Savannah's Playground - It's more than you think - WMBFNews.com, Myrtle Beach/Florence SC, Weather

Savannah's Playground - It's more than you think

MYRTLE BEACH, SC (WMBF) – Construction is nothing new in this town. In the Market Common area something special is gaining a lot of attention, and it’s not a new housing development. Savannah’s Playground is an enabling playground designed for children with special needs.

Construction started on Savannah’s Playground in August 2015, and it is expected to be open for kids to play in February 2016.

The playground is named after Savannah Thompson, a 19-year-old Socastee High School student. She was born with Williams Syndrome, a condition that presents development delays and other challenges. But for Savannah, a hardcore Coastal Carolina University fan, her biggest challenge is how many CCU sporting events she can cram into one weekend.

“Well she has always been a great trooper about being involved and wanting to be involved,” says Marjorie Thompson, Savannah’s mom. “So we keep her engaged in the community and as active as possible. And we’re proud of Savannah and the things that she inspires people to do.”

Savannah’s smile is contagious. And soon enough, “Savannah” will be a household name.

Beaming while sitting next to his daughter, Lance Thompson says, “It happens to be named after Savannah. But for all of the children to have accessibility to the park and be able to play and enjoy – We can’t wait to see everybody out there.”

Phase 1 of Savannah’s Playground is being built on a strip of property in the Market Common area behind the recreation center. It’s an enabling playground designed to be easily accessible to all kids with disabilities starting at six months old. The ramps are wider and have more traction so that wheelchairs can go all the way up. All the knobs, gears, and games are right at wheelchair level. The swings and teeter totters are stronger, sturdier. And the musical instruments are mellow so that kids with Autism or sensitivity to sound can enjoy them. And the ground will be padded with paths leading to each section of the playground.

The playground is named after Savannah, but her family did not come up with the idea. It’s actually the passion and mission of a local non-profit led by Myrtle Beach’s Mayor John Rhodes.

Looking over the playground under construction, Mayor Rhodes exclaimed, “This is a reality now! It’s not on paper, it’s coming out of the ground.”

Mayor Rhodes says he’s been family friends with the Thompsons for a long time. And after a major life event, he felt compelled to make a difference for Savannah and her friends.

“After I survived my brain aneurysm,” Rhodes said, “I felt like I was kept here to do something that needed to be done. I don’t think it was just to be mayor of Myrtle Beach. The playground really is going to be special here, not only for our children here but for the children in our state.”

Rhodes created the non-profit, Savannah’s Playground, in 2014. Since then, he has been brainstorming, gaining sponsors, and searching for funding. The non-profit does not have a board of directors. But the original plan was for a much smaller park.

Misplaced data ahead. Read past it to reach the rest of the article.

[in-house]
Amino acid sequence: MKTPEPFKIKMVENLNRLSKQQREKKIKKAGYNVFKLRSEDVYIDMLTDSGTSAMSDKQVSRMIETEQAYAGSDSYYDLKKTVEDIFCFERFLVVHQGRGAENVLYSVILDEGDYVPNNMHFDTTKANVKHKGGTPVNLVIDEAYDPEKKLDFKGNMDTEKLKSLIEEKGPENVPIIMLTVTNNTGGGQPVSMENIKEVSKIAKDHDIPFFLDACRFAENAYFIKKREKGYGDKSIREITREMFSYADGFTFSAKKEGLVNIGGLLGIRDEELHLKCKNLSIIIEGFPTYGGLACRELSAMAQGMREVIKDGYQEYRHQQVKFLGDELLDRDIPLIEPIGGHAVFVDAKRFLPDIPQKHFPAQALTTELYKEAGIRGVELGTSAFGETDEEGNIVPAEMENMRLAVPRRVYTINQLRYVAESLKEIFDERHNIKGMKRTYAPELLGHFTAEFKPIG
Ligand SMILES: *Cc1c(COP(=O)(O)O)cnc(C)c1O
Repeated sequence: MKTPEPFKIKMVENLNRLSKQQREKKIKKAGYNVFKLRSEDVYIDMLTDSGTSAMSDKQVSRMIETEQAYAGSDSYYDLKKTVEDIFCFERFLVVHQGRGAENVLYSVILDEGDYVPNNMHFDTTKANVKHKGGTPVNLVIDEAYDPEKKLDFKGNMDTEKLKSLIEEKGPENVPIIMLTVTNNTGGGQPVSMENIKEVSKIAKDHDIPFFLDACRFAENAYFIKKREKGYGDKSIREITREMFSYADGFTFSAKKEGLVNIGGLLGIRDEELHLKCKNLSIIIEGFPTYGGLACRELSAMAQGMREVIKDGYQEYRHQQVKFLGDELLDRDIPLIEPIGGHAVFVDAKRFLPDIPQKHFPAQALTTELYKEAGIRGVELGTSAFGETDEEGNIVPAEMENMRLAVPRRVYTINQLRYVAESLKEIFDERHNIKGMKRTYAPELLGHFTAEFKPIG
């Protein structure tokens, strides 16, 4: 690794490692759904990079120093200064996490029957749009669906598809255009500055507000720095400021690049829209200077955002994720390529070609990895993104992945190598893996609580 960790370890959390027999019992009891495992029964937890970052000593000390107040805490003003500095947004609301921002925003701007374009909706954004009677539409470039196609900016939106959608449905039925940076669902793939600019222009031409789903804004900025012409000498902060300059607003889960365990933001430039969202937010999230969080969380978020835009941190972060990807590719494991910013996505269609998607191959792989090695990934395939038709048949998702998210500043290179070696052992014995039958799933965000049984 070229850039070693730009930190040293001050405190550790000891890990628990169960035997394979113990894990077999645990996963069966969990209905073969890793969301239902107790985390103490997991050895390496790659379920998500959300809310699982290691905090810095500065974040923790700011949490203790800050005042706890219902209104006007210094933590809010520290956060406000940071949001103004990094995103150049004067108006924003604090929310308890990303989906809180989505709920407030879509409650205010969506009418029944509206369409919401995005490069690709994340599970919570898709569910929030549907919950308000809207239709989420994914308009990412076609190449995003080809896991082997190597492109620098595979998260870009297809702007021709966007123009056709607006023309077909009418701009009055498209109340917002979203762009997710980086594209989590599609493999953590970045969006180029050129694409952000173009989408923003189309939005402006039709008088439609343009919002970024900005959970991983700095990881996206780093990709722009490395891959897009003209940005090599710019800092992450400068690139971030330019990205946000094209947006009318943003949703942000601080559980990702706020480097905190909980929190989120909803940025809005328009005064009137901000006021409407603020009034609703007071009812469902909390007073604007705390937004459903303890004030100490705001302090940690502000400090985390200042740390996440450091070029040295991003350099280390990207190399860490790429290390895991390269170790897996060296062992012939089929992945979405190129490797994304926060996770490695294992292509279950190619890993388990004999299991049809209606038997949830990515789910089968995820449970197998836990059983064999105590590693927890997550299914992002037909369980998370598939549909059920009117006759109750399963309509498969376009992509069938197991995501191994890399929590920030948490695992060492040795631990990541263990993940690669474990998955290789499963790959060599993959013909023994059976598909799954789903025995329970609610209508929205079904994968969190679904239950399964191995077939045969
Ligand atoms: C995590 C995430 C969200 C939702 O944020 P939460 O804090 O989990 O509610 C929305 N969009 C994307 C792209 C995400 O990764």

“It started out as an acre of land for a $250,000 project,” explained Rhodes. “I guess I got carried away as I started looking at all the opportunities for playground equipment. I come out here now and look at this and I’m just amazed. From a dream of one acre of land is now four acres of land, with a total project being $3 million. That’s exciting.”

Millions of dollars for a playground could seem excessive. According to playground projects from across the country, some cost a couple hundred thousand dollars. Those are typically just a few pieces of equipment. Other parks cost upwards of two and three million dollars.

For phase 1 of Savannah’s Playground, Rhodes is expecting it will cost $1.4 million. That cost reflects the quality of the equipment and the scale of the park. The equipment for an enabling park is specialized and sturdier. It is also designed to withstand the salt air.

So far, the non-profit has close to $800,000 invested in the playground. Of that dollar amount, Horry County is committing $100,000, the state Department of Disabilities and Special Needs is giving $300,000, and the Myrtle Beach Air Base Redevelopment Authority (ABRA) is also contributing $300,000. And $10,000 was donated from the 2015 Carolina Country Music Festival.

Click here to view a detailed breakdown of the money that has been raised so far.

After tallying that up, Rhodes has raised close to $100,000. That still leaves at least $600,000 to go for Phase 1. But Rhodes says construction will continue, even though money is still owed on the playground. He says the sponsors and construction crews understand that fundraising takes time. Rhodes believes once the public starts to see the progress, more people will support the project.